Statistical analysis

The Poisson Model was used to compare baseline and follow-up data. Logistic analysis was used to determine if the rate of errors changed from baseline to follow-up. The Partial Correlation analysis was used to determine correlation between the percent correct pre- and post-intervention and the disease score. The disease score was calculated using the Charlson Comorbidity index. It was estimated that 50 patients would be needed to detect a change of 5%. The significance level was set at α = 0.05. SAS 9.4 software was used for the analysis. The quality assurance project received exemption status from the investigational review board.


Of the 140 patients screened, 112 met the inclusion criteria. Patients were excluded because the resident clinic was not their primary care provider (n = 17), they were under the age of 18 years (n=9), or died after the names were obtained (n=2). At follow-up, seven additional patients were excluded: due to death (n=2), changed primary care provider (n=3), or changed pharmacies (n=2), leaving 105 patients for analysis. Their average age was 50 years (21-81 years). The average Charlson Comorbidity index score was 2 (range 0-7). The number of physicians that were contacted was 41.

The average percent of medication correct for each patient between the documented medication history and the prescription fill history improved from 48.7% initially to 57.8% post-intervention. Percent in documented allergies improved from 25% to 38%. The rate of agreement for both is statistically significant (p = 0.0018 and p=0.0063). Table 1. The number of individual patients having medication discrepancies did not change; however, fewer patients’ allergy lists conflicted (p=0.0017). The association between error rate and disease score was not statistically significant.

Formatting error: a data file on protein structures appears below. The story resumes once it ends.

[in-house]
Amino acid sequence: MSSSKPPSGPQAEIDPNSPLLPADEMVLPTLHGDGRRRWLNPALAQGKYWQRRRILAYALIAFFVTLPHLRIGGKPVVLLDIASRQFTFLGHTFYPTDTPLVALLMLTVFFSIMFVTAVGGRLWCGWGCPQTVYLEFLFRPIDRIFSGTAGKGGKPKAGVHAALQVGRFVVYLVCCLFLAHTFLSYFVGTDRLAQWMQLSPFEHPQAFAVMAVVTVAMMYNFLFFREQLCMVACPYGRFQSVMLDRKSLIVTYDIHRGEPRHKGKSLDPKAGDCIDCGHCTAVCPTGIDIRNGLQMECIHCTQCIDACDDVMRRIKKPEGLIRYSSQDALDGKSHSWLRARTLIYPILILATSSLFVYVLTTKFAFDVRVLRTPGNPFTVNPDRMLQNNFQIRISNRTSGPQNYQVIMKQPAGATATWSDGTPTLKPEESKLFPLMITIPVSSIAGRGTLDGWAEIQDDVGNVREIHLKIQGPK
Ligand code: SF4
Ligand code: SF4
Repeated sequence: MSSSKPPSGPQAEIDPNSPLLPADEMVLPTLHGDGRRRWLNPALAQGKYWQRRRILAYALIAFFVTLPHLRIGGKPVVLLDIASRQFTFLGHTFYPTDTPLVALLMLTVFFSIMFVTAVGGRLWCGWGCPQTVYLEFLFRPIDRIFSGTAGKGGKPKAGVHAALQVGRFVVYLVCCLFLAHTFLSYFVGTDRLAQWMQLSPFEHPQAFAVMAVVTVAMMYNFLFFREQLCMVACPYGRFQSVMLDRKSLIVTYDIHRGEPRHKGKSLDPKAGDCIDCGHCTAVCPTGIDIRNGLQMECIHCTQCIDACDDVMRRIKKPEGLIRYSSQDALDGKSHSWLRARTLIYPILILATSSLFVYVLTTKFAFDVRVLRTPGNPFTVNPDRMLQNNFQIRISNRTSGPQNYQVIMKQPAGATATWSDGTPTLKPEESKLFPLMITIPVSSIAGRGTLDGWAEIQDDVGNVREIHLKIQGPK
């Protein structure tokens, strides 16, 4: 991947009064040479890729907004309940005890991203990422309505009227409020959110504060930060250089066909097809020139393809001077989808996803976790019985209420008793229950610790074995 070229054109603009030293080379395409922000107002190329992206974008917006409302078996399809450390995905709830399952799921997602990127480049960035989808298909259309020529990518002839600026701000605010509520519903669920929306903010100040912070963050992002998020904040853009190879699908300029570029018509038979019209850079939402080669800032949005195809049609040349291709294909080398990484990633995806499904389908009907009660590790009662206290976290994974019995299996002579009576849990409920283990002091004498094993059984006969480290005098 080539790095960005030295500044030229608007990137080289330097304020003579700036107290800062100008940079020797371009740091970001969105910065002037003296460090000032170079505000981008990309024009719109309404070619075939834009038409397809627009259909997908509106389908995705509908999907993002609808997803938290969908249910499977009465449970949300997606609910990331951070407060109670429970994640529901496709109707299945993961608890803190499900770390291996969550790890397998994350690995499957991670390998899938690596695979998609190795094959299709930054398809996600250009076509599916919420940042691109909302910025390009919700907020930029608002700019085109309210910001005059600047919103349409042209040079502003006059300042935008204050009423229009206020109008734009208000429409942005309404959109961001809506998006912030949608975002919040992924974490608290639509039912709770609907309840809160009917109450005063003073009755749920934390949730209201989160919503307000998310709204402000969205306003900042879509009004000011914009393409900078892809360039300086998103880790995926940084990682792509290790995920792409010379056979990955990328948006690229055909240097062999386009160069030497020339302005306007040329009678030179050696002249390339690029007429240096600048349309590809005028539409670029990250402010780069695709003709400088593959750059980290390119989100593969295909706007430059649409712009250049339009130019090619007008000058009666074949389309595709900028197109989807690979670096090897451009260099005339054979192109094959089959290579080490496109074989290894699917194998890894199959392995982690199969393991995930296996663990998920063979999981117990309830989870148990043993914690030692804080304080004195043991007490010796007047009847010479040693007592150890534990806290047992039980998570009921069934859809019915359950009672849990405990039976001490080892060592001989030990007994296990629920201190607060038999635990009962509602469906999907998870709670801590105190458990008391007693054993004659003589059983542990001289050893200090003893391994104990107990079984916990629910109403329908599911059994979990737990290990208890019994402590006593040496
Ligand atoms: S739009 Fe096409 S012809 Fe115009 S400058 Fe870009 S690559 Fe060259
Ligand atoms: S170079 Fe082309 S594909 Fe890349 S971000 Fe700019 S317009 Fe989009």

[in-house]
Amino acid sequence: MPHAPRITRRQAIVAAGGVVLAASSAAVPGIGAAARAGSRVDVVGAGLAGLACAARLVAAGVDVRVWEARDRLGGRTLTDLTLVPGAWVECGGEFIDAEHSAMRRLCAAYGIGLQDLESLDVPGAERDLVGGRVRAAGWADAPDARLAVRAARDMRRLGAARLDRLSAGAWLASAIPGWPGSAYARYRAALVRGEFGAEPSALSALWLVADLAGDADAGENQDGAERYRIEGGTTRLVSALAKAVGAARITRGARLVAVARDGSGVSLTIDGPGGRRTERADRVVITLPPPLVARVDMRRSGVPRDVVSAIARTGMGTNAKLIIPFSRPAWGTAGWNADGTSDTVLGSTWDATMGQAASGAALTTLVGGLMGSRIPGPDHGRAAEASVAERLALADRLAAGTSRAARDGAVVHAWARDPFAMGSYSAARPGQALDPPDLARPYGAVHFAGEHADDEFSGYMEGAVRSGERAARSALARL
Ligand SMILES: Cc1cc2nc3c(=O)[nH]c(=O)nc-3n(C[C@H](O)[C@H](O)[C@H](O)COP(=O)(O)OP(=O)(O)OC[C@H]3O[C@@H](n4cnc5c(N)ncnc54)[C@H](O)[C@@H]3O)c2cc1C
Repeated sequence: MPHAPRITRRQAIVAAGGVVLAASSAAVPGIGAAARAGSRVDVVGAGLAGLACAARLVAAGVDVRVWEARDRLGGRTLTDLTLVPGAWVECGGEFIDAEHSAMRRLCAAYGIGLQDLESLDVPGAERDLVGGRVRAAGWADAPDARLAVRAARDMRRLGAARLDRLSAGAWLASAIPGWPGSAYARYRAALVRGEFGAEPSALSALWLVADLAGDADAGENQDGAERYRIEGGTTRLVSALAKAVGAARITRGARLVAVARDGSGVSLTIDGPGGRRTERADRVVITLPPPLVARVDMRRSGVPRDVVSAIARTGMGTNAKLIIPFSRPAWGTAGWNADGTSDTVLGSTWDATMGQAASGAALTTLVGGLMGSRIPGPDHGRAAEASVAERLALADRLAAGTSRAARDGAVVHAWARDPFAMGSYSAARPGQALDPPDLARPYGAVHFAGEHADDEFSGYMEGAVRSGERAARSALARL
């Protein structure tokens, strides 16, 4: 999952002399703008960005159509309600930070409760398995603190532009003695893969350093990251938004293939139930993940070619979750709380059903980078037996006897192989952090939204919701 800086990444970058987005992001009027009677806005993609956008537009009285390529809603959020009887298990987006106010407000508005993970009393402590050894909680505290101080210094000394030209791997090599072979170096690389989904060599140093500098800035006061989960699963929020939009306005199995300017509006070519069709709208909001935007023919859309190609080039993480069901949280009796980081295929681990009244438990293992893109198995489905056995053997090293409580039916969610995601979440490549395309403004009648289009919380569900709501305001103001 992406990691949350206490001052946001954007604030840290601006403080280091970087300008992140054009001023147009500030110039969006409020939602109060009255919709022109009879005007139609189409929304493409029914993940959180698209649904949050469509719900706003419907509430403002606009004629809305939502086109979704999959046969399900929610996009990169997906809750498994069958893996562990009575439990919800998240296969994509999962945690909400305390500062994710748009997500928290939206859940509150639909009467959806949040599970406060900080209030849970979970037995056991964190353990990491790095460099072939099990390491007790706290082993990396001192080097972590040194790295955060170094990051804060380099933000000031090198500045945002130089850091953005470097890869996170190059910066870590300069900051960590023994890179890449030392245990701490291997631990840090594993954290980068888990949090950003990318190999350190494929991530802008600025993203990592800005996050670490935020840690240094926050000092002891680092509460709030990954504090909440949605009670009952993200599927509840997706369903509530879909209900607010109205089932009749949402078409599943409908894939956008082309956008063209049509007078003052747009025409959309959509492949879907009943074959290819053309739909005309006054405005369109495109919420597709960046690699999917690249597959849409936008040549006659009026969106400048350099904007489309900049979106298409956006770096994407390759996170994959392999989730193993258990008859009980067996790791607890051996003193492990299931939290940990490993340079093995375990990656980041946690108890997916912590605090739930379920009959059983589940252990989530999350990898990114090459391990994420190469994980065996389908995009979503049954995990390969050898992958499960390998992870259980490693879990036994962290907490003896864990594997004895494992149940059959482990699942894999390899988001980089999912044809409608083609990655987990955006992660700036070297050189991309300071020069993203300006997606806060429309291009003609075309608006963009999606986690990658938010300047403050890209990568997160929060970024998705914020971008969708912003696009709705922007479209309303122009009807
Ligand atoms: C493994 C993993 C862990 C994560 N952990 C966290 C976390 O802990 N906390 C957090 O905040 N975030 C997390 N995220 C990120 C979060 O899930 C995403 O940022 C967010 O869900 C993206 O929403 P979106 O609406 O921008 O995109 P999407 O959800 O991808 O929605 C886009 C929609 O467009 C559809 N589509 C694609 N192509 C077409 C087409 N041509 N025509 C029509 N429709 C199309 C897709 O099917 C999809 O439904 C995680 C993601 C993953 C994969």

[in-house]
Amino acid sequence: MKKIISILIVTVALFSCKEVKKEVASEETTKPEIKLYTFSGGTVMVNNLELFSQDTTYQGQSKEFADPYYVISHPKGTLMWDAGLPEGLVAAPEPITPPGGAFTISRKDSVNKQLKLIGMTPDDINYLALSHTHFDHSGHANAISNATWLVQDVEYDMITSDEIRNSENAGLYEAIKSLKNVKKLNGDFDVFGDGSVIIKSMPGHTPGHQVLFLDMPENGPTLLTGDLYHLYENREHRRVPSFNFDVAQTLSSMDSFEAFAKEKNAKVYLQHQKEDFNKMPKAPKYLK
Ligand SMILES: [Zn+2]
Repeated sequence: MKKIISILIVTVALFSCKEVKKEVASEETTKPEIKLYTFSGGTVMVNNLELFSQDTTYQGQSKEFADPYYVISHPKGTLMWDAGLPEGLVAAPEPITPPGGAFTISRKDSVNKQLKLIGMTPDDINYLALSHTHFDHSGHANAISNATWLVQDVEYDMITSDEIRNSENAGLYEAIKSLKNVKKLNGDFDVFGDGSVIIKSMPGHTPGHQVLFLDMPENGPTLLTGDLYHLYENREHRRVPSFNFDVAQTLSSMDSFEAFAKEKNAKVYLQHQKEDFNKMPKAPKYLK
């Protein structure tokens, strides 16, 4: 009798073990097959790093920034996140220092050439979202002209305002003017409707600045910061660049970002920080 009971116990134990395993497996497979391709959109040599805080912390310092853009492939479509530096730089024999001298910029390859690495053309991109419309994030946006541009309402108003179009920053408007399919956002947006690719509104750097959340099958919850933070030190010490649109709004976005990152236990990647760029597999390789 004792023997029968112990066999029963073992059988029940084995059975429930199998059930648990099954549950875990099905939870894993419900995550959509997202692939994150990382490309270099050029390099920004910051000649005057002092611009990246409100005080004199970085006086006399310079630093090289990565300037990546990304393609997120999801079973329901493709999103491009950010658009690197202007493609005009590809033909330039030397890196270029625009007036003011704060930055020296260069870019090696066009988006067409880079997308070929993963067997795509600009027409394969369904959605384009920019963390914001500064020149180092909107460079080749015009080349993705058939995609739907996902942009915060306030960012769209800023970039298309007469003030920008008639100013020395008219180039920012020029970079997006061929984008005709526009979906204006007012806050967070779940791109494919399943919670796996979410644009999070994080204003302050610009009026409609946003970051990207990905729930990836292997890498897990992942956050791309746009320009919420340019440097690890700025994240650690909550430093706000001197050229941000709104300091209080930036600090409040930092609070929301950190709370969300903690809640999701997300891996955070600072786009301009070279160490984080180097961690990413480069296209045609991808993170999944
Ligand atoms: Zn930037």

Odds Ratio, Pre v. Post, (CI) p-value
Medication Rate of Errors per Patient Record 1.18 (1.06, 1.31) 0.0018
Percent of Patients with at least one Medication Error 0.76 (0.20, 2.81) 0.6758
Allergy Rate of Errors per Patient Record 1.17 (1.05, 1.31) 0.0063
Percent of Patients with at least one Allergy Error 1.23 (1.08, 1.40) 0.0017
Table 1: Results Comparing Baseline and Post-intervention.


This study demonstrates that increased correspondence between patients’ pharmacy and primary-care provider leads to a significant improvement in the rate of agreement in their medication list and documented allergies. Our results were within the range published in the literature.4,5 Two studies comparing pharmacy insurance claims and primary-care office medication records found a discrepancy rate of 35-76.9%.4,5 Another study evaluated patients’ office medication records, compared to pharmacy records, and found an 8% accuracy rate.6 A fourth study evaluated the medication and allergy records in a primary care clinic compared to information from the patient, discovering an average of 3.2 medication errors and two allergy errors per patient.7

This study’s limitations include: first, data was limited to one pharmacy regardless of the number of pharmacies the patients used; second, over-the-counter medications may not have been documented at the pharmacy; third, the study was not designed to test for patient safety outcomes; and forth, only 50% of the residents responded back to the pharmacy. The physicians may have utilized the information provided for them from the pharmacy and there may not have been a need for the additional communication. Therefore, it is difficult to ascertain the exact number of residents who utilized the information provided by the pharmacy.


Improving the accuracy of medication and allergy lists is a major part of improving patient safety. Other studies have identified ways to improve accuracy by including other healthcare providers, but those studies did not include pharmacists.8,9 This study demonstrates that by including the patient’s pharmacist, the rate of discrepancies was decreased. Further studies should be conducted to determine if the results can be extrapolated to all pharmacies.


This study demonstrated that establishing formal correspondence between a patient’s pharmacy and primary-care clinic improves the accuracy of their medication and allergy records. Enhanced communication will aid the providers in identifying discrepancies and improving patient safety.